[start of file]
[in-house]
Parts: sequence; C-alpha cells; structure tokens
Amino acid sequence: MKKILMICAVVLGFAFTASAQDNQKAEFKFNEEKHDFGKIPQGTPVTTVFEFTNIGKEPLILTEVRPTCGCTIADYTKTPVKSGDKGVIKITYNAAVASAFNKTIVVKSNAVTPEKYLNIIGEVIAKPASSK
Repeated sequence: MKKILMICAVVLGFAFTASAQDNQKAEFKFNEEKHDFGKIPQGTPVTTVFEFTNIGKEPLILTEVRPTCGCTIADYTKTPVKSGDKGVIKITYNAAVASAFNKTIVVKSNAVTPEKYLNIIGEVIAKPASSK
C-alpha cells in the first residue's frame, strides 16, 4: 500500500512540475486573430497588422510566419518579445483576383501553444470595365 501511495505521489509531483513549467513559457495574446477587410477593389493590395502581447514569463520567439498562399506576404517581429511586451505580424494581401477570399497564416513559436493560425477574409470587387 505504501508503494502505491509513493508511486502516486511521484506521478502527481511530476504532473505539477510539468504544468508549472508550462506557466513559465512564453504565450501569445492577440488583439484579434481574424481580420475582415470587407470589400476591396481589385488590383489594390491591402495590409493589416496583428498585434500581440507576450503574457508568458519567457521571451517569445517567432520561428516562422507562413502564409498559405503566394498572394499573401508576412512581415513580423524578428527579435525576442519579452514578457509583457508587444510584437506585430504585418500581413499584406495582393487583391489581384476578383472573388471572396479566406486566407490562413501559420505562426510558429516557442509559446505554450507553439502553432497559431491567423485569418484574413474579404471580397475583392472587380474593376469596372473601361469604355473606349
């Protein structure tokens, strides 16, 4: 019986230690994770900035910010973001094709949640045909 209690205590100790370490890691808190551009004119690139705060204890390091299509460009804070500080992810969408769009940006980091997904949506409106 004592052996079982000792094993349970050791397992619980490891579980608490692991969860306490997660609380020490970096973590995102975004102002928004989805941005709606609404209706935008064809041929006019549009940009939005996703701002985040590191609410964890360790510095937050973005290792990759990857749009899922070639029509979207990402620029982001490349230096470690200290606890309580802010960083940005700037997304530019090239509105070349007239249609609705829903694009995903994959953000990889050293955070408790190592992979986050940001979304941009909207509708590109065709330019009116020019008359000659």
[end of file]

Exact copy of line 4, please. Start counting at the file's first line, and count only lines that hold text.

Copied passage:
Repeated sequence: MKKILMICAVVLGFAFTASAQDNQKAEFKFNEEKHDFGKIPQGTPVTTVFEFTNIGKEPLILTEVRPTCGCTIADYTKTPVKSGDKGVIKITYNAAVASAFNKTIVVKSNAVTPEKYLNIIGEVIAKPASSK